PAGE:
Lots of people think . . . you behave repulsively and wish you would go away. . . you are the one’s trolling this site so why don’t you go and take a good look at your behavior and be as disgusted as the rest of us. . . . facts are facts and you behave horribly.
Big AL – Please shut up. I said please, that must count for something. You started this . . . by being supercilious, obnoxious and high-handed, so don’t try to blame anyone else.
“Big Al.” Because I go by my initials in the forums: A.L. Big Al. Another “joke” about my being fat?
I shouldn’t let the vicious, childish words of one person bother me.
I am forty-eight years old. I have three wonderful children. I have an ex-husband who is still one of my best friends. In the past year, I have published three books that all have decent reviews.
I survived injuries in an accident that would have killed most people, and I have fought my way back against challenges that I never could have imagined, including a battle with depression that has pushed me to the brink of suicide on more than one occasion. I have hit rock bottom more times than I can count, and I have the gravel in my ass to prove it.
I am a survivor.
I have gone through Hell and back, and it’s a round trip I never could have made without the support and friendship of the incredible people in my life. My friends, my family, the followers of my blog who take the time to leave encouraging words in the comments. I may not always be good about answering, but I always draw strength from you.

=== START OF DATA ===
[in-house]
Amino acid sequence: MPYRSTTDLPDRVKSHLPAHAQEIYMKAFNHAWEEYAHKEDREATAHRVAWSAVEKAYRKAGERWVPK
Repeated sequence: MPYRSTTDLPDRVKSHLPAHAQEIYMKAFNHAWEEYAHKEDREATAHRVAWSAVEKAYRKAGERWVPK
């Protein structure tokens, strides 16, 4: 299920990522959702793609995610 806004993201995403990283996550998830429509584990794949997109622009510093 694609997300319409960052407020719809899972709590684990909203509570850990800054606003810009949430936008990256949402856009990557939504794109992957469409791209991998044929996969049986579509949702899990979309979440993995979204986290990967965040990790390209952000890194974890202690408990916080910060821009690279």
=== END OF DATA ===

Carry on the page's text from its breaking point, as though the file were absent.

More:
In the past few years, I have come to believe that there is far more good in this world than bad. Somehow, walking through fire has made me an optimist.
So why does this hurt so much?
Right now, I am the six year-old little girl biting my lip and doing my damnedest not to cry. I can’t seem to “toughen up” or “let it roll off like water off a duck’s back.” Tonight, I am tired and hurt and alone. That’s right, I’m defeated by a bunch of fat jokes.
Childish, but there it is.
Tomorrow, I’ll wake up and limp to the kitchen for my pain meds and my coffee. I’ll stretch and try to get all the parts in working order before my kids wake up, because I can’t bear for them to see how much pain I face on a daily basis. Then I’ll face them with a smile, and I’ll thank God for their beautiful faces, and for the strength He gave me to survive to see those faces every day.
Tomorrow, I’ll be able to snap back into never-let-them-see-me-cry mode. I’ll put this all into perspective, and I’ll look at my tormentor with fresh eyes. I’ll see her for the childish little twat she is, and I’ll be able to understand that she is the one with the problem, not me. I’ll be able to shrug it all off.
Tomorrow, I’ll be able to see the humor in the fact that my tormenter has a blog about fighting bullies and cyber-crimes. I’ll laugh about the anti-bullying book she is writing even as she drowns in her own hypocrisy, and I’ll be able to remember that I am the adult here – the adult with a very full life with so many wonderful people, so much to be thankful for.
Tonight . . . tonight, I’m going to have a good cry.
Tonight, I’m crying for all of it: the car accident, the lost career, the pain, the humiliation, the divorce, the struggle to pay my bills . . . most of all, I’m crying for all of us who once learned not to cry.
UPDATE: Just wanted to share a new comment from the barrage of messages still coming in from the same person:
You think your all the shit but your book bombed! Hahaha I cracked up so hard! After you hyped yourself up, your dumbass book bombed! Do us all a favor and STOP WRITING. Don’t you get it? YOU HAVE NO TALENT.